head of the number registered of 9^d.

The water works of Glasgow supply all charitable institutions free
of charge, and also furnish water gratuitously to twelve public baths
and wash-houses in the city belonging to the corporation. The water
department does not charge the corporation for water used for cleans-
ing purposes, watering streets, and flushing sewers. Bath and wash-
houses were first established in 1876.

In 1866^ the city of Glasgow began the policy of taking posses-
sion of common lodging houses, conducted by private enterprise,
where men and women were huddled together promiscuously, in
dark and unventilated rooms, without any of the conveniences requi-

pauperizing maladies. On p. 66 is a cheering report of improvement in Harris,
by J. Wedderspoon, Sanitary Inspector of Inverness.

* Municipal Enterprises of Glasgow, by Samuel Chisholm. — Abstract of the
Account of the Revenue and Expenditure and Stock account of the corporation
acting under the Glasgow Public Parks Acts, May, 1901, and other reports on
water-works. Improvements Acts, 1866-1895, of same date. — Notes on Municipal
Work, 1896-99, by David Richmond, Corporation of the City of Glasgow, 1899.



site for decent living, not to speak of healthful existence. These
houses, besides being hotbeds of vice and misery, were also centers
for the propagation of disease. The authorities constructed and
equipped seven model lodging houses which have served a good pur-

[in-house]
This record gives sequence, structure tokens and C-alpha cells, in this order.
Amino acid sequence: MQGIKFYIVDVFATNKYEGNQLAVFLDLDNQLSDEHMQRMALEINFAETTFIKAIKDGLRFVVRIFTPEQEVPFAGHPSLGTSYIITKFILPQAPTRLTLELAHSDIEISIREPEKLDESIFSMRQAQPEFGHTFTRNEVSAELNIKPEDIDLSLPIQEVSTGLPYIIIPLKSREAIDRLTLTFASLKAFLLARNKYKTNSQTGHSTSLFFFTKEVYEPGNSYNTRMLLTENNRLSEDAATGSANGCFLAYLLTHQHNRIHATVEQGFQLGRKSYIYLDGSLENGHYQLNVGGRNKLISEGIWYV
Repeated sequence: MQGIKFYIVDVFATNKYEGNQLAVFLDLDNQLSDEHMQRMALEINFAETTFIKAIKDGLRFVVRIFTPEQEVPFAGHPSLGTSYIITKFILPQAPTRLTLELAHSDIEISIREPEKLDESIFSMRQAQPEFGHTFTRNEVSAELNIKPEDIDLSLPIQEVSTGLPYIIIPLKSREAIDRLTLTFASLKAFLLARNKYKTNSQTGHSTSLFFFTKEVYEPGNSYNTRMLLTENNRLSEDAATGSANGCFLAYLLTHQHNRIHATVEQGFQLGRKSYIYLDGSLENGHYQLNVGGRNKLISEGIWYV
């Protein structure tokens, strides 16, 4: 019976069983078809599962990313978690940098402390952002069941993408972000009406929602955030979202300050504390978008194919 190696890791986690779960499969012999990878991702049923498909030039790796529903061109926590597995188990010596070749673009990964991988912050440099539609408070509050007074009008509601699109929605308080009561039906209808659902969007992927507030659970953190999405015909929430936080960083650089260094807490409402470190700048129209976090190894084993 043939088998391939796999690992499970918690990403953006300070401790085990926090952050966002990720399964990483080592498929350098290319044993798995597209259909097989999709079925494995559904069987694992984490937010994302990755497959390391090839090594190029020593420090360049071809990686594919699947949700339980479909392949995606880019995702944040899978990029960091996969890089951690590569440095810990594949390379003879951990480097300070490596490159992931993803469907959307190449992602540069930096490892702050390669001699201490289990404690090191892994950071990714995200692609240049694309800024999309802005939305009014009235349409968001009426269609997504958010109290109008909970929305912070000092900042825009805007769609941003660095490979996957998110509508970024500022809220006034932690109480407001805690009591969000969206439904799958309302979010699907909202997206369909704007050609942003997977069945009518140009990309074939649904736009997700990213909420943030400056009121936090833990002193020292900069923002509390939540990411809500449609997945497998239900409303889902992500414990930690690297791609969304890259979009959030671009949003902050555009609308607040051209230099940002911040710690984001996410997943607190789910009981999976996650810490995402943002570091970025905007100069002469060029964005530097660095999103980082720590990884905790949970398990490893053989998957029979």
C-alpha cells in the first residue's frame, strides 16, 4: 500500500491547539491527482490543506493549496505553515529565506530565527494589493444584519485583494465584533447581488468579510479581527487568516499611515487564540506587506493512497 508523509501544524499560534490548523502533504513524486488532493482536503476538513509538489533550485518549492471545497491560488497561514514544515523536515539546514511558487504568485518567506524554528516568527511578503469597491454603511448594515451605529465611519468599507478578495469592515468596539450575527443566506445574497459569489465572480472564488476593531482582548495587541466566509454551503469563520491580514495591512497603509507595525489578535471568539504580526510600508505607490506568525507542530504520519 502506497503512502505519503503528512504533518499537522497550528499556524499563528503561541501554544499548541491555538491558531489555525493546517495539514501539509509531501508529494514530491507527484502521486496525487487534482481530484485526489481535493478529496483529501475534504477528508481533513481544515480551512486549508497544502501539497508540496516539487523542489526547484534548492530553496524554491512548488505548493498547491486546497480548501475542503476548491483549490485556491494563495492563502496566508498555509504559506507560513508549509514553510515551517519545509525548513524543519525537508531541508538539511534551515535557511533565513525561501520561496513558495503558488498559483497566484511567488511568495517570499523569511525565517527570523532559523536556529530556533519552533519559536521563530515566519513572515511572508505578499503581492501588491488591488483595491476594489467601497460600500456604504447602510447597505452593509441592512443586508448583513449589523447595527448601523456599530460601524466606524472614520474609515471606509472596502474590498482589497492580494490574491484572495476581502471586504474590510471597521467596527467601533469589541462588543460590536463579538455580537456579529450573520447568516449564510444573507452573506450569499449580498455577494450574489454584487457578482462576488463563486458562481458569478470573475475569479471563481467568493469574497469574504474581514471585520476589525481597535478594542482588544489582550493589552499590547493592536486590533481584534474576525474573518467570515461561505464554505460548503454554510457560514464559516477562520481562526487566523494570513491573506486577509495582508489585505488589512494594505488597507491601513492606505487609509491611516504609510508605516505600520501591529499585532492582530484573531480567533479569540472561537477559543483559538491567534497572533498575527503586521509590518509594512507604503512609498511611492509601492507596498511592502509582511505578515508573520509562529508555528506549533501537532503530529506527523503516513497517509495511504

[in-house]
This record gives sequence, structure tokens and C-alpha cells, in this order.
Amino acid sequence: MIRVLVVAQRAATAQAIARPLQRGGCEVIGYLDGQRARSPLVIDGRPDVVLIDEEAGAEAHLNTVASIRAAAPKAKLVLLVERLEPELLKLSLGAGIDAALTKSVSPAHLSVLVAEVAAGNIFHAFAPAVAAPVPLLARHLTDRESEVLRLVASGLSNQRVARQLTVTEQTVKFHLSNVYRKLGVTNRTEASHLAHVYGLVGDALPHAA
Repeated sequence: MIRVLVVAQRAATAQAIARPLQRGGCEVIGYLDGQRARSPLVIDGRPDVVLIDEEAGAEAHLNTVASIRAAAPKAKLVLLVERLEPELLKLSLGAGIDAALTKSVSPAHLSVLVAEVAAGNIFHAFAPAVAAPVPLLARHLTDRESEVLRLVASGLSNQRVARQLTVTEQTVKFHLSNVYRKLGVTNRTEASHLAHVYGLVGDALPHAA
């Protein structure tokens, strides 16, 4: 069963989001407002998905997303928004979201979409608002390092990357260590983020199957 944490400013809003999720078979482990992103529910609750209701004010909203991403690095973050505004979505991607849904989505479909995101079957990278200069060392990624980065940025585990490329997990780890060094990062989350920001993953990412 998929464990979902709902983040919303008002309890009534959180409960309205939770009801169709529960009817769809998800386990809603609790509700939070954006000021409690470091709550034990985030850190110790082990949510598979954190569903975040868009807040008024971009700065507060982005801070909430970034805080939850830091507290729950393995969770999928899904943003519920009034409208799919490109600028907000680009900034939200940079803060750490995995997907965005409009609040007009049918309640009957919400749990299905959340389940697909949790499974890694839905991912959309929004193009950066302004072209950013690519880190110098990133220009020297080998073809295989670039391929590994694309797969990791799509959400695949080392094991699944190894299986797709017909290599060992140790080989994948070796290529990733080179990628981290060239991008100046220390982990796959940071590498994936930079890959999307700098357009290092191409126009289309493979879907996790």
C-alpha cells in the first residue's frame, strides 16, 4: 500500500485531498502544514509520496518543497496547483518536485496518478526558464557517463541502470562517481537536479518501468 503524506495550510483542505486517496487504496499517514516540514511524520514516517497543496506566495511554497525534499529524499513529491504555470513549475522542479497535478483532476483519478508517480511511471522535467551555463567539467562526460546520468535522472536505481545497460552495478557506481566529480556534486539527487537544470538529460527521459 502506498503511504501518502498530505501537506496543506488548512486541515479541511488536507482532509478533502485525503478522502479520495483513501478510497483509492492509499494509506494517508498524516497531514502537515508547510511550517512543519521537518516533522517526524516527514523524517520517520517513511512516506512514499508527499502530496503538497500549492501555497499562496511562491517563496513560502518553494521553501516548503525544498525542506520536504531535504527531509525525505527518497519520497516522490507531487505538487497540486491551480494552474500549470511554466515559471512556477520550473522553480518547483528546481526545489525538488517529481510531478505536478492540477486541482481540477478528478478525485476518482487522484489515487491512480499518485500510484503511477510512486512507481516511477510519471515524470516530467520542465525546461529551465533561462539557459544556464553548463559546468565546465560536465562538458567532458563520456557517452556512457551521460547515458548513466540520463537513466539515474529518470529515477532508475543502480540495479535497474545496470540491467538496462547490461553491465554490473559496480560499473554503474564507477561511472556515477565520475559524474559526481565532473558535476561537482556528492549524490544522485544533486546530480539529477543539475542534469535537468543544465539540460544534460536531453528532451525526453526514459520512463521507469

pose and have been financially successful. The houses are provided
with a common dining-room, a kitchen with utensils and fire available
for cooking at any hour of the day, a large recreation room, and ample
lavatory and bathing conveniences. Lodging costs from 3^d. to
6d. per night.

The construction of houses by municipalities or the state is not
universally approved. The Landlords' Association of Glasgow, in
1885, declared that private enterprise would build all the houses that
were required and that interference by the state "is uncalled for and
impolitic." But on one point they declared there was a place for pri-
vate charity and legislative measures. They said that some of the
smaller dwellings were "occupied by l-enants of a lower class, who
are intemperate, filthy, and destructive in their habits. They neither
appreciate cleanliness nor convenience. They are unsettled in their
occupations, and their continued migrations from place to place give
them great facilities for escaping payment of their debts or in imple-
menting their obligations. . . . On this dirty and improvident
class the landlord has little control, and the sanitary authorities do
not seem to care actively to interfere in regulating their conduct."
Two remedial agencies they recommend ; the sanitary missionary with
sufficient intelligence to expound to such tenants the benefits of sani-
tation, and with sufficient power to enforce personal observance of
the regulations formed for their comfort and well-being; and a law
enabling the landlord to remove expeditiously and inexpensively
tenants who can be proved to be a moral and physical nuisance to the